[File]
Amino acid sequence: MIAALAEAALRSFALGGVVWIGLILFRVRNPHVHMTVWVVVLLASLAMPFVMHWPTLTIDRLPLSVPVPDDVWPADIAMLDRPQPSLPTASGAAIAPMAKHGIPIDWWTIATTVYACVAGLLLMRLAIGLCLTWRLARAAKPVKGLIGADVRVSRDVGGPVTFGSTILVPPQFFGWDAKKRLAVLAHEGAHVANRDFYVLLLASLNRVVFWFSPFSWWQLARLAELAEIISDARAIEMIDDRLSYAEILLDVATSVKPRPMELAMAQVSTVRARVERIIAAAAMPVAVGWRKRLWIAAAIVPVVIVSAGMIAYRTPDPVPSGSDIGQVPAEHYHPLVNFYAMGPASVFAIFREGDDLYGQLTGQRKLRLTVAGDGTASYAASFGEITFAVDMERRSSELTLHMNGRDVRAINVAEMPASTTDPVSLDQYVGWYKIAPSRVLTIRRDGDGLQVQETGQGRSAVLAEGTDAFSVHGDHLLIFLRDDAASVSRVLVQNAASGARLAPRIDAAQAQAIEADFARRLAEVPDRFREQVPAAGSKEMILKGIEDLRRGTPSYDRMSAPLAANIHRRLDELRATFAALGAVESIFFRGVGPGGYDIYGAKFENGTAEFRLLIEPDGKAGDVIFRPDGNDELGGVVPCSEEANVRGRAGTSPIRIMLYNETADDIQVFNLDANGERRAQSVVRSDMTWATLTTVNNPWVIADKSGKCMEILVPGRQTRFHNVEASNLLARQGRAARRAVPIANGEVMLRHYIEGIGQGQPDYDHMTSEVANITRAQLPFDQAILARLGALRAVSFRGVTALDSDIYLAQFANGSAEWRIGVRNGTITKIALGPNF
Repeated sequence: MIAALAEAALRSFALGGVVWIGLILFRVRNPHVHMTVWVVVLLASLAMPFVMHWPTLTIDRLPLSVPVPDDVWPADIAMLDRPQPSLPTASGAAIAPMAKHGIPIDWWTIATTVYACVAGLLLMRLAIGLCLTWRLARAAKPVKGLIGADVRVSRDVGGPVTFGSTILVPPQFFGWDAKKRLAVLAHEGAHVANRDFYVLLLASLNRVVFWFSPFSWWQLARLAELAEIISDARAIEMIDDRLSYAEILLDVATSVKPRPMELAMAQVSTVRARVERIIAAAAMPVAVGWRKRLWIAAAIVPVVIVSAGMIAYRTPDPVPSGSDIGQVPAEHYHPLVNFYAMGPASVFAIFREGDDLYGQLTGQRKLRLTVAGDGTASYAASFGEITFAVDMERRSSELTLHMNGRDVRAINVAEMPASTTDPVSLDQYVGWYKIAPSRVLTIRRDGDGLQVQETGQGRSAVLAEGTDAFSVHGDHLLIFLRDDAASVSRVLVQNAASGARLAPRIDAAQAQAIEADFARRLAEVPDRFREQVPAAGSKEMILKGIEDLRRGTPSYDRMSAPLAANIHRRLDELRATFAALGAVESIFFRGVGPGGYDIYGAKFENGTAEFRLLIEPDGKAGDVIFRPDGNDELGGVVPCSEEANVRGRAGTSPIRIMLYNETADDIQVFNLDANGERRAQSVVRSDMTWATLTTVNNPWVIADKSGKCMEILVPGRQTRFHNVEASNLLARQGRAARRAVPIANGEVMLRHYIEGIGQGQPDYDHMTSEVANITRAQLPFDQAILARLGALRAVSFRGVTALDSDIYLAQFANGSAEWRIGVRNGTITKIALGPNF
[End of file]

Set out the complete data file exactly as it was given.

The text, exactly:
Amino acid sequence: MIAALAEAALRSFALGGVVWIGLILFRVRNPHVHMTVWVVVLLASLAMPFVMHWPTLTIDRLPLSVPVPDDVWPADIAMLDRPQPSLPTASGAAIAPMAKHGIPIDWWTIATTVYACVAGLLLMRLAIGLCLTWRLARAAKPVKGLIGADVRVSRDVGGPVTFGSTILVPPQFFGWDAKKRLAVLAHEGAHVANRDFYVLLLASLNRVVFWFSPFSWWQLARLAELAEIISDARAIEMIDDRLSYAEILLDVATSVKPRPMELAMAQVSTVRARVERIIAAAAMPVAVGWRKRLWIAAAIVPVVIVSAGMIAYRTPDPVPSGSDIGQVPAEHYHPLVNFYAMGPASVFAIFREGDDLYGQLTGQRKLRLTVAGDGTASYAASFGEITFAVDMERRSSELTLHMNGRDVRAINVAEMPASTTDPVSLDQYVGWYKIAPSRVLTIRRDGDGLQVQETGQGRSAVLAEGTDAFSVHGDHLLIFLRDDAASVSRVLVQNAASGARLAPRIDAAQAQAIEADFARRLAEVPDRFREQVPAAGSKEMILKGIEDLRRGTPSYDRMSAPLAANIHRRLDELRATFAALGAVESIFFRGVGPGGYDIYGAKFENGTAEFRLLIEPDGKAGDVIFRPDGNDELGGVVPCSEEANVRGRAGTSPIRIMLYNETADDIQVFNLDANGERRAQSVVRSDMTWATLTTVNNPWVIADKSGKCMEILVPGRQTRFHNVEASNLLARQGRAARRAVPIANGEVMLRHYIEGIGQGQPDYDHMTSEVANITRAQLPFDQAILARLGALRAVSFRGVTALDSDIYLAQFANGSAEWRIGVRNGTITKIALGPNF
Repeated sequence: MIAALAEAALRSFALGGVVWIGLILFRVRNPHVHMTVWVVVLLASLAMPFVMHWPTLTIDRLPLSVPVPDDVWPADIAMLDRPQPSLPTASGAAIAPMAKHGIPIDWWTIATTVYACVAGLLLMRLAIGLCLTWRLARAAKPVKGLIGADVRVSRDVGGPVTFGSTILVPPQFFGWDAKKRLAVLAHEGAHVANRDFYVLLLASLNRVVFWFSPFSWWQLARLAELAEIISDARAIEMIDDRLSYAEILLDVATSVKPRPMELAMAQVSTVRARVERIIAAAAMPVAVGWRKRLWIAAAIVPVVIVSAGMIAYRTPDPVPSGSDIGQVPAEHYHPLVNFYAMGPASVFAIFREGDDLYGQLTGQRKLRLTVAGDGTASYAASFGEITFAVDMERRSSELTLHMNGRDVRAINVAEMPASTTDPVSLDQYVGWYKIAPSRVLTIRRDGDGLQVQETGQGRSAVLAEGTDAFSVHGDHLLIFLRDDAASVSRVLVQNAASGARLAPRIDAAQAQAIEADFARRLAEVPDRFREQVPAAGSKEMILKGIEDLRRGTPSYDRMSAPLAANIHRRLDELRATFAALGAVESIFFRGVGPGGYDIYGAKFENGTAEFRLLIEPDGKAGDVIFRPDGNDELGGVVPCSEEANVRGRAGTSPIRIMLYNETADDIQVFNLDANGERRAQSVVRSDMTWATLTTVNNPWVIADKSGKCMEILVPGRQTRFHNVEASNLLARQGRAARRAVPIANGEVMLRHYIEGIGQGQPDYDHMTSEVANITRAQLPFDQAILARLGALRAVSFRGVTALDSDIYLAQFANGSAEWRIGVRNGTITKIALGPNF